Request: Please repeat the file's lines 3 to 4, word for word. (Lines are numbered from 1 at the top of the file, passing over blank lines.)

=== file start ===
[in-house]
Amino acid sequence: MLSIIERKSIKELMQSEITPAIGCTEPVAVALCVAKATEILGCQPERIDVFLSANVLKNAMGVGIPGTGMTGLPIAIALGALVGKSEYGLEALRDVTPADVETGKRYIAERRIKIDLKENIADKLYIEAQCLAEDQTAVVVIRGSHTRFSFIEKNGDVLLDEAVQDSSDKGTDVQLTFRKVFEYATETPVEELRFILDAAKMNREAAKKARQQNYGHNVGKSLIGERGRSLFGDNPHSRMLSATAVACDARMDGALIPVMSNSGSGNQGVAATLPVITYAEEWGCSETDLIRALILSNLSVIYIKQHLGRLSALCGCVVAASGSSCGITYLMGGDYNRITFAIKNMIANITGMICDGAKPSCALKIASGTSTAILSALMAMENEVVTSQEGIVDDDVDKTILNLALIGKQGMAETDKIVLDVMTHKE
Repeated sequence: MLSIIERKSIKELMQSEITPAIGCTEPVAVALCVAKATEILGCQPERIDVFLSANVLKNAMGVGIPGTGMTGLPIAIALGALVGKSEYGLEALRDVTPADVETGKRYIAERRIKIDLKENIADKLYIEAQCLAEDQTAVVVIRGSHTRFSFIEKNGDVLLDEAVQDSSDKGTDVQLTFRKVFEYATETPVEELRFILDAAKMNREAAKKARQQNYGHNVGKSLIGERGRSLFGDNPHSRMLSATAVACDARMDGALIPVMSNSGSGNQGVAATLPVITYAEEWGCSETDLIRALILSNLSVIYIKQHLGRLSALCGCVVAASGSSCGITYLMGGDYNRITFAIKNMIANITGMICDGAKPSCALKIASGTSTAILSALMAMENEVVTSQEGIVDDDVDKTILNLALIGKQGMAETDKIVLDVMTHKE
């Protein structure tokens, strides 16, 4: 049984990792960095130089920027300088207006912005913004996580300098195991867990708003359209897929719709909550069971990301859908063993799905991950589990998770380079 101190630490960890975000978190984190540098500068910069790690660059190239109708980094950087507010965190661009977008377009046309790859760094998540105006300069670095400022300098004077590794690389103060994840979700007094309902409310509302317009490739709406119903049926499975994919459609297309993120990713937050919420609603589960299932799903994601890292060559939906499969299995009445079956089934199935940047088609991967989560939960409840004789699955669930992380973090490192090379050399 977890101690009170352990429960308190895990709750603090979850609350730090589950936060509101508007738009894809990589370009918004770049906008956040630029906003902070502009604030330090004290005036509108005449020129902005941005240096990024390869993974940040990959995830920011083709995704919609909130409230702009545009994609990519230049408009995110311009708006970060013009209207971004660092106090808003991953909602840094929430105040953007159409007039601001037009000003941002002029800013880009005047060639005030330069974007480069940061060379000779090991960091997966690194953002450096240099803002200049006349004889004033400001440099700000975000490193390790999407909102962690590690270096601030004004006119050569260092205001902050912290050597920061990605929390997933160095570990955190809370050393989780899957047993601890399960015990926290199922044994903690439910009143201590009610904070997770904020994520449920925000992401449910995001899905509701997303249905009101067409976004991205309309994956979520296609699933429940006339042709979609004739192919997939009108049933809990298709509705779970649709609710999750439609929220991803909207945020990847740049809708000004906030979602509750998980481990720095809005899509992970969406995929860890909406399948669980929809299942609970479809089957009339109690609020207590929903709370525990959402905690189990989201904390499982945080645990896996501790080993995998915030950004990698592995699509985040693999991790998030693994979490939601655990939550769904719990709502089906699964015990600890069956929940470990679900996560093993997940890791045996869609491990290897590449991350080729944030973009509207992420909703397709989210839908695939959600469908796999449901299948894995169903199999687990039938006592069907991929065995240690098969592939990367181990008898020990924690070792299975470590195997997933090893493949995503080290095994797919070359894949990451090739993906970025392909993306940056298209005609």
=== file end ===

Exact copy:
Repeated sequence: MLSIIERKSIKELMQSEITPAIGCTEPVAVALCVAKATEILGCQPERIDVFLSANVLKNAMGVGIPGTGMTGLPIAIALGALVGKSEYGLEALRDVTPADVETGKRYIAERRIKIDLKENIADKLYIEAQCLAEDQTAVVVIRGSHTRFSFIEKNGDVLLDEAVQDSSDKGTDVQLTFRKVFEYATETPVEELRFILDAAKMNREAAKKARQQNYGHNVGKSLIGERGRSLFGDNPHSRMLSATAVACDARMDGALIPVMSNSGSGNQGVAATLPVITYAEEWGCSETDLIRALILSNLSVIYIKQHLGRLSALCGCVVAASGSSCGITYLMGGDYNRITFAIKNMIANITGMICDGAKPSCALKIASGTSTAILSALMAMENEVVTSQEGIVDDDVDKTILNLALIGKQGMAETDKIVLDVMTHKE
């Protein structure tokens, strides 16, 4: 049984990792960095130089920027300088207006912005913004996580300098195991867990708003359209897929719709909550069971990301859908063993799905991950589990998770380079 101190630490960890975000978190984190540098500068910069790690660059190239109708980094950087507010965190661009977008377009046309790859760094998540105006300069670095400022300098004077590794690389103060994840979700007094309902409310509302317009490739709406119903049926499975994919459609297309993120990713937050919420609603589960299932799903994601890292060559939906499969299995009445079956089934199935940047088609991967989560939960409840004789699955669930992380973090490192090379050399 977890101690009170352990429960308190895990709750603090979850609350730090589950936060509101508007738009894809990589370009918004770049906008956040630029906003902070502009604030330090004290005036509108005449020129902005941005240096990024390869993974940040990959995830920011083709995704919609909130409230702009545009994609990519230049408009995110311009708006970060013009209207971004660092106090808003991953909602840094929430105040953007159409007039601001037009000003941002002029800013880009005047060639005030330069974007480069940061060379000779090991960091997966690194953002450096240099803002200049006349004889004033400001440099700000975000490193390790999407909102962690590690270096601030004004006119050569260092205001902050912290050597920061990605929390997933160095570990955190809370050393989780899957047993601890399960015990926290199922044994903690439910009143201590009610904070997770904020994520449920925000992401449910995001899905509701997303249905009101067409976004991205309309994956979520296609699933429940006339042709979609004739192919997939009108049933809990298709509705779970649709609710999750439609929220991803909207945020990847740049809708000004906030979602509750998980481990720095809005899509992970969406995929860890909406399948669980929809299942609970479809089957009339109690609020207590929903709370525990959402905690189990989201904390499982945080645990896996501790080993995998915030950004990698592995699509985040693999991790998030693994979490939601655990939550769904719990709502089906699964015990600890069956929940470990679900996560093993997940890791045996869609491990290897590449991350080729944030973009509207992420909703397709989210839908695939959600469908796999449901299948894995169903199999687990039938006592069907991929065995240690098969592939990367181990008898020990924690070792299975470590195997997933090893493949995503080290095994797919070359894949990451090739993906970025392909993306940056298209005609």